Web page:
Politics Maricopa County leaders are pushing back against voter denial...

Maricopa County leaders are pushing back against voter denial in Arizona


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A Donald Trump supporter holds a “Trump Won” sign before a rally in Florence, Ariz., on Jan. 15. The former president, who lost both the state and presidential elections in 2020, has endorsed several contested candidates in Arizona. year

By Robin Beck/AFP Getty Images

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By Robin Beck/AFP Getty Images

A Donald Trump supporter holds a “Trump Won” sign before a rally in Florence, Ariz., on Jan. 15. The former president, who lost both the state and presidential elections in 2020, has endorsed several contested candidates in Arizona. year

By Robin Beck/AFP Getty Images

Arizona has been a hive of electoral denial for the past two years.

State Senate Republicans led a deeply flawed review of the 2020 vote in Arizona’s largest county, keeping Maricopa County in the spotlight for months.

Former President Donald Trump came to the state last week to pick off Republican candidates who rejected the election, including gubernatorial hopefuls. Curry Lake and state representative Mark Finchem, who is running for secretary of state.

Despite discredited reviews and false claims about the 2020 election, this year’s primary, scheduled for Tuesday, is no different in Maricopa County.

“For all the noise about election administration, from a user perspective it’s going to look a lot like the 2020 experience,” said Stephen Richer, a Republican who is the Maricopa County recorder.

Richer pointed out that the election review, including the Maricopa County elections, turned up nothing, because the county completely denied the claims of wrongdoing. The review also confirmed that Trump lost the state in 2020.

“I think we’ve had more scrutiny on the Maricopa County election process than any jurisdiction in the United States,” Richer said. “And, you know, that process was found not to be fundamentally flawed.”

Maricopa County has some new wrinkles for the 2022 primary. For example: Most of the ballots have been left out. Instead, the county expanded its number of polling places, where all voters could drop out or vote early.

But that’s discretionary — small changes counties can make locally. Many elections are governed by state law, such as how early ballots were mailed to most Maricopa County voters in early July, as usual.

While there was legislation to get rid of the state’s popular ballot-by-mail system, Richer and enough Republicans, like Maricopa County Supervisor Bill Gates, lobbied to prevent it from becoming law. (A new law, which makes sweeping changes to the state’s early voting rolls, has not yet gone into effect.)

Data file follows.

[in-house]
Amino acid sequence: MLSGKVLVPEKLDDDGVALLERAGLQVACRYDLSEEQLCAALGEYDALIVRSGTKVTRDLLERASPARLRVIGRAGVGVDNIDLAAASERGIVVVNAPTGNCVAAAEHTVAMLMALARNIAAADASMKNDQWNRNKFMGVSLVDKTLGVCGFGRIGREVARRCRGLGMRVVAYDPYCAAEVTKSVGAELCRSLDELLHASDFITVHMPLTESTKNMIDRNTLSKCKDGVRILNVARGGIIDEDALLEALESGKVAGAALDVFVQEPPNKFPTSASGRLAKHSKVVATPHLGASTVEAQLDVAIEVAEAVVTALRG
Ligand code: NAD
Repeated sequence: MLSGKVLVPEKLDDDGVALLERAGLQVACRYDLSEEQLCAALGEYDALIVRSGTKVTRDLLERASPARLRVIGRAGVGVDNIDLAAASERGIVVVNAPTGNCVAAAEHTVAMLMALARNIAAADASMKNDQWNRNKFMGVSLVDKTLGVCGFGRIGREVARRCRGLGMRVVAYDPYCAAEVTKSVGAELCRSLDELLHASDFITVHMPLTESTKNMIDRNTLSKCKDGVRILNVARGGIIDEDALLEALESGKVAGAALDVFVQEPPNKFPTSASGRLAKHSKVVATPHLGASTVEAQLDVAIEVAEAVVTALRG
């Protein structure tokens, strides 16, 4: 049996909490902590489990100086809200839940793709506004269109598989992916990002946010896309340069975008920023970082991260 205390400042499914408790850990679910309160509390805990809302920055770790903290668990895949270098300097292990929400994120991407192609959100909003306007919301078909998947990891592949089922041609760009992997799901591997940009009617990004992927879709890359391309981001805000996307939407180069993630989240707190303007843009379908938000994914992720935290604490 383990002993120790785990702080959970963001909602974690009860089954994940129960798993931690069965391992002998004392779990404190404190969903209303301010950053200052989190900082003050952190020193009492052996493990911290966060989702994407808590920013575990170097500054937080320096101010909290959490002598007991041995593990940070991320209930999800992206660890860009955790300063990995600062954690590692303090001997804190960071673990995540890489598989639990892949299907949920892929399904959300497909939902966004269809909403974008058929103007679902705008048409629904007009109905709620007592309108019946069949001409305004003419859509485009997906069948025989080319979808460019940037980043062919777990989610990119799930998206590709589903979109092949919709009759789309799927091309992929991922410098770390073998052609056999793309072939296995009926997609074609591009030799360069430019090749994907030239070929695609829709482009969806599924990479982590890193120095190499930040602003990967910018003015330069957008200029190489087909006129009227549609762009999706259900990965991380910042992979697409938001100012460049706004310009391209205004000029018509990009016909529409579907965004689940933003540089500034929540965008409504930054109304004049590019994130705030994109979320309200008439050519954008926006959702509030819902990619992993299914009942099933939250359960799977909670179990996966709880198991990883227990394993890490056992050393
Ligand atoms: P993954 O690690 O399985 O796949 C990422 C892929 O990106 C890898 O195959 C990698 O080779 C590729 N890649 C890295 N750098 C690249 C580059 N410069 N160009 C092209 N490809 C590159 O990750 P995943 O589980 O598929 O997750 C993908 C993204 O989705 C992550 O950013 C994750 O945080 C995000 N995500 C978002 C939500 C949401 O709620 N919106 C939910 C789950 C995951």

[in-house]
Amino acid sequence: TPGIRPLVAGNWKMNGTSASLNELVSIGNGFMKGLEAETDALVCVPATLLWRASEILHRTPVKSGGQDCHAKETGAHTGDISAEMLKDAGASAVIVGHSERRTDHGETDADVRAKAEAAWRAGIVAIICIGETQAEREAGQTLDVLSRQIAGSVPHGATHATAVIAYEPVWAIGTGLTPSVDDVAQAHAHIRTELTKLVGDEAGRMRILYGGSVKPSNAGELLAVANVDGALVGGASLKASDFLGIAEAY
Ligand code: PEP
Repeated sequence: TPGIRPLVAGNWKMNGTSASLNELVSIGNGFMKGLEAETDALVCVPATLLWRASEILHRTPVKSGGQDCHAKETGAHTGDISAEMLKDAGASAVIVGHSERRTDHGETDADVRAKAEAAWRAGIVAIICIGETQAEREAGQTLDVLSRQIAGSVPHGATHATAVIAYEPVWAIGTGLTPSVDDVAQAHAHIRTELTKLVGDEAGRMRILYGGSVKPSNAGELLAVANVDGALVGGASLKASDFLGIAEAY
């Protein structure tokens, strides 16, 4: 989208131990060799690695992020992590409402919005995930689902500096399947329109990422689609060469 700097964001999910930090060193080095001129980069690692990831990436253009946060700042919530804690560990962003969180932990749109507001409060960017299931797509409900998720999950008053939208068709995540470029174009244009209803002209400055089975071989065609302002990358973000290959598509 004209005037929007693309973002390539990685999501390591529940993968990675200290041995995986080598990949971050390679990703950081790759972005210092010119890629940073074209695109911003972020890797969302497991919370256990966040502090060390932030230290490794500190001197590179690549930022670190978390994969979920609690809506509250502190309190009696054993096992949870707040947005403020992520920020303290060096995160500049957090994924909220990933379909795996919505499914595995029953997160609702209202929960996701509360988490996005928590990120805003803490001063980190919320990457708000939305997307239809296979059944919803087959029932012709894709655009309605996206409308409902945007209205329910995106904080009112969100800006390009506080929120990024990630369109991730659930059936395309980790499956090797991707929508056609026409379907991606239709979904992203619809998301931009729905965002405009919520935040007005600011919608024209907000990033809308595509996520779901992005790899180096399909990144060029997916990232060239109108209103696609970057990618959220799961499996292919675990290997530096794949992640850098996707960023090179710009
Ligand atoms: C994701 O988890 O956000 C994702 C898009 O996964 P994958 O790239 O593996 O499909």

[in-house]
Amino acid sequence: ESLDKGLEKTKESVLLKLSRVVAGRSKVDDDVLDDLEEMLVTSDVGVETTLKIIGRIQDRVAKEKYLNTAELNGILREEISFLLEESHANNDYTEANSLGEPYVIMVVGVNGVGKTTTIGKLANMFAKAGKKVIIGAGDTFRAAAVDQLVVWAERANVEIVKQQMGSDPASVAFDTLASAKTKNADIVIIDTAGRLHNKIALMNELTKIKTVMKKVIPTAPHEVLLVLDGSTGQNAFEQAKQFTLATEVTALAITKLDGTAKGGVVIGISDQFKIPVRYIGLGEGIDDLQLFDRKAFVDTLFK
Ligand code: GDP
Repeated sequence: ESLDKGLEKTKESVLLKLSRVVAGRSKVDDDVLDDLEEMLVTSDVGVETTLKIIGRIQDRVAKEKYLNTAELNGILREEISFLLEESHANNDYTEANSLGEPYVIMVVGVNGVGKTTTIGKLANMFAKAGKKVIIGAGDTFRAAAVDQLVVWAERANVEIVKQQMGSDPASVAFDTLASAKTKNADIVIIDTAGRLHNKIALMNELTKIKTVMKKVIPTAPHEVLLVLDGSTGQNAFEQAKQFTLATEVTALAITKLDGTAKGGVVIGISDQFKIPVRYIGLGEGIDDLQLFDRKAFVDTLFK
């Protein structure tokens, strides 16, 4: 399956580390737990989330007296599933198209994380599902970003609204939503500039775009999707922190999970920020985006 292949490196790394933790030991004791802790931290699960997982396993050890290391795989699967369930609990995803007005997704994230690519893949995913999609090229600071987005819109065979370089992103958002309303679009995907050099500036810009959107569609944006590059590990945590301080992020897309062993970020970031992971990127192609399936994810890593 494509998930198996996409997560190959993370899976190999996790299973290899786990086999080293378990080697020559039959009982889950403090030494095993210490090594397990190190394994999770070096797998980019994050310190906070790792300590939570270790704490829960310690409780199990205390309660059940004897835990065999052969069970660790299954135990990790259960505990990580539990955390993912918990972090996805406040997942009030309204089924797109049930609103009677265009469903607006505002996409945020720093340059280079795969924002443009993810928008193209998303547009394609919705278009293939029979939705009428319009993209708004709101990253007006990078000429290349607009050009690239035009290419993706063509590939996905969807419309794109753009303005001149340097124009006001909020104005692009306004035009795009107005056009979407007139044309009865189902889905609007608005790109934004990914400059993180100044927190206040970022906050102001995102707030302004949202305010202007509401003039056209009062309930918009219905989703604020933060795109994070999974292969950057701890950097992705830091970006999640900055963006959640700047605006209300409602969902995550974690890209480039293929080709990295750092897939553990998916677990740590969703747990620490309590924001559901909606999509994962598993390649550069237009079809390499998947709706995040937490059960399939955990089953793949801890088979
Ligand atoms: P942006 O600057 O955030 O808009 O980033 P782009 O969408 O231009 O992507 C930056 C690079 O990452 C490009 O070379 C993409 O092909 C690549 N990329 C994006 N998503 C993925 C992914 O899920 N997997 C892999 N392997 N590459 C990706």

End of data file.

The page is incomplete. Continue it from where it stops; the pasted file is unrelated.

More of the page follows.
“We are up against many forces, many leaders of the Republican Party in Arizona and nationally, who are spreading this misinformation,” Gates said. “But again, fortunately, we also have people who stood up and supported our election workers.”

Gates specifically credited GOP House Speaker Rusty Bowers, who drew Trump’s ire by rejecting efforts to overturn the 2020 election — and who gained national attention for his testimony to a House committee investigating the Jan. 6 Capitol riots. One handed bower Torpedo Some far-reaching election bills.

“I think it shows recognition that our system works, it all speaks to the problems in the system. [was] Political talk, but not reality,” Gates said.

Maricopa County Supervisor Bill Gates testifies during a U.S. House Oversight and Government Reform Committee hearing on Oct. 7, 2021, to examine the Republican-led review of the 2020 elections in Maricopa, Arizona’s most populous county.

Bill Clark/Pool/AFP via Getty Images

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Bill Clark/Pool/AFP via Getty Images

That fact is a testament to the work of officials like Ray Valenzuela and Scott Jarrett, co-directors of elections in Maricopa County.

Jarrett, who was hired in 2019, described the past two years as a trial by fire. After all this, he said he was “excited” about the upcoming elections. “I look forward to getting back to the nuts and bolts of election administration,” he said.

Valenzuela says the pair now spend more time spreading good information to fight evil.

“On a personal level, it’s difficult, because we want the voter to have accurate, maximum, best information — not only to choose and participate in the process, but, again, to know that the elections are safe, secure, and have integrity,” he said. said

Both believe that — though lying about the 2020 vote because they belong to the state Republican Party — with a successful 2022 election in hand, the county could turn a corner heading into 2024.

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